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Community commemorates 75th anniversary of Texas City disaster

Saturday, April 16, 2022 marks the 75th anniversary of this tragedy.

TEXAS CITY, Texas — On April 16 of every year, Donna Spurlock Falco walks up to a stone memorial in a Texas City park and lays a flower beneath her uncle's name.

Editor's note: This story was originally published in 2015.

"Took us three days to find Uncle Joe," she said.

The park's centerpiece is a busted section of a 3,000 pound anchor that was blasted more than a mile and a half away from the S.S. Grandcamp, a ship carrying a load of fertilizer that ignited a catastrophic chain of explosions and fires now collectively and infamously known as the Texas City disaster.

On this date in 1947, longshoremen had spent the last five days loading onto the Grandcamp sacks of ammonium nitrate, a fertilizer that would later become notorious as the explosive agent used in the 1995 Oklahoma City bombing. At least 2,300 tons had been loaded onto the ship when workmen boarded it and discovered a fire.

By the time the town's volunteer firefighters arrived, a cloud of dense and colorful smoke had attracted a crowd of curious bystanders. At 9:12 a.m., the ammonium nitrate cargo detonated in a blast so powerful it shook the ground for hundreds of miles and registered as an earthquake in Denver.

Fireballs shooting into the sky were visible across Galveston Bay. The concussion triggered a fifteen foot wave that crashed over the dock and flooded surrounding streets. A chemical plant just a football field's distance from the explosion was flattened in an instant.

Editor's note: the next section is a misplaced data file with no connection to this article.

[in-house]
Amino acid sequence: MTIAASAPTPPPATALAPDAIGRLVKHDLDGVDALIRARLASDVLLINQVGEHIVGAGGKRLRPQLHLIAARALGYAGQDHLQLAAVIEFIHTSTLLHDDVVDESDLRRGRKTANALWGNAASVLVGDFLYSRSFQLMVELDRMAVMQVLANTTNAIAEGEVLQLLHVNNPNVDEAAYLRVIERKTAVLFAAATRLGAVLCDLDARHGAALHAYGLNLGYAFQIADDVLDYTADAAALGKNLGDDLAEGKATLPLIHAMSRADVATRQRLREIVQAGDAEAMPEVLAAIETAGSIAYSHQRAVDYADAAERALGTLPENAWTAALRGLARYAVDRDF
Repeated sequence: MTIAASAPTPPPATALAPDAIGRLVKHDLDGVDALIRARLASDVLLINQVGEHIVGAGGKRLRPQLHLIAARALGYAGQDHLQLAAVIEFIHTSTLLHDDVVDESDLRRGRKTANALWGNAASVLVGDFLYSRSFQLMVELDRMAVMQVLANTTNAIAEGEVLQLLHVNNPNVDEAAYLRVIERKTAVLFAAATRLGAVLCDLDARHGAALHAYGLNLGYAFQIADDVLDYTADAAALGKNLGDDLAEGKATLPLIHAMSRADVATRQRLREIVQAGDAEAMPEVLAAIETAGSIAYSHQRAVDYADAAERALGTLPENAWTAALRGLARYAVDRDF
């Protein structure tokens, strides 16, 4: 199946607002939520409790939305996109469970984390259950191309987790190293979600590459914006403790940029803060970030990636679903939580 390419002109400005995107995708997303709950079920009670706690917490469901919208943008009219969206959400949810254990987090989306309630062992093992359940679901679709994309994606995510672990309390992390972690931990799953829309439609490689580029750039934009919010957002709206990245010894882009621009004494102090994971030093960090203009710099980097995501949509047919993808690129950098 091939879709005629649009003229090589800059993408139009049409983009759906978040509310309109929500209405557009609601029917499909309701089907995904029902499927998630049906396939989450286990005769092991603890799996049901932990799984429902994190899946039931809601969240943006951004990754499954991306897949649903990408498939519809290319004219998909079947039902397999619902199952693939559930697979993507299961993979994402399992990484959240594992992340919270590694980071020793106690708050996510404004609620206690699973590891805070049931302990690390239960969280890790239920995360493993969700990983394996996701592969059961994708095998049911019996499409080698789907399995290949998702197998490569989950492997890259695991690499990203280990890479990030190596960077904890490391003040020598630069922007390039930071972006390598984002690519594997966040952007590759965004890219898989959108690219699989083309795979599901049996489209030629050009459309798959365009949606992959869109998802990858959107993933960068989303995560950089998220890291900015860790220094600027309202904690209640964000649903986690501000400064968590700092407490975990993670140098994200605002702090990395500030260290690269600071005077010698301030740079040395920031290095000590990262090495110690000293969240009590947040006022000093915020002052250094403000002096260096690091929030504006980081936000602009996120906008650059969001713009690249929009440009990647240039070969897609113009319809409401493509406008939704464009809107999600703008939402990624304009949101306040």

"We didn't know if the world was coming to an end," said Vera Bell Gary, who was teaching a classroom full of middle-school students. "All was black. The whole sky, you could see the flames going up between the smoke."

The blast sent hot shrapnel flying through the sky, puncturing and igniting storage tanks full of oil and chemicals in nearby refineries. Without the 28 firefighters who died in the blast, Texas City was virtually defenseless against a series of secondary explosions and roaring infernos.

Another ship anchored next to the Grandcamp, the High Flyer, was loaded not only with 1,000 tons of fertilizer but also with 2,000 tons of sulfur, a substance that made the ammonium nitrate even more volatile. When the High Flyer caught fire, tugboat workers tried but failed to tow it away from the docks to minimize the damage from an inevitable explosion. Fifteen hours after the first blast, at about 1:10 a.m. on April 17, the High Flyer's cargo detonated in yet another massive explosion.

At least 581 people died in the disaster, but the exact tally of the dead will never be known. So many dismembered body parts were scattered around the city, authorities spent months identifying corpses. Among the dead, it's believed, were an untold number of foreign sailors and laborers.

Today, the remains of 63 unidentified victims are buried beneath berms in a memorial park, a short walk away from the anchor of the ship blasted into the sky by the explosion aboard the S.S. Grandcamp.

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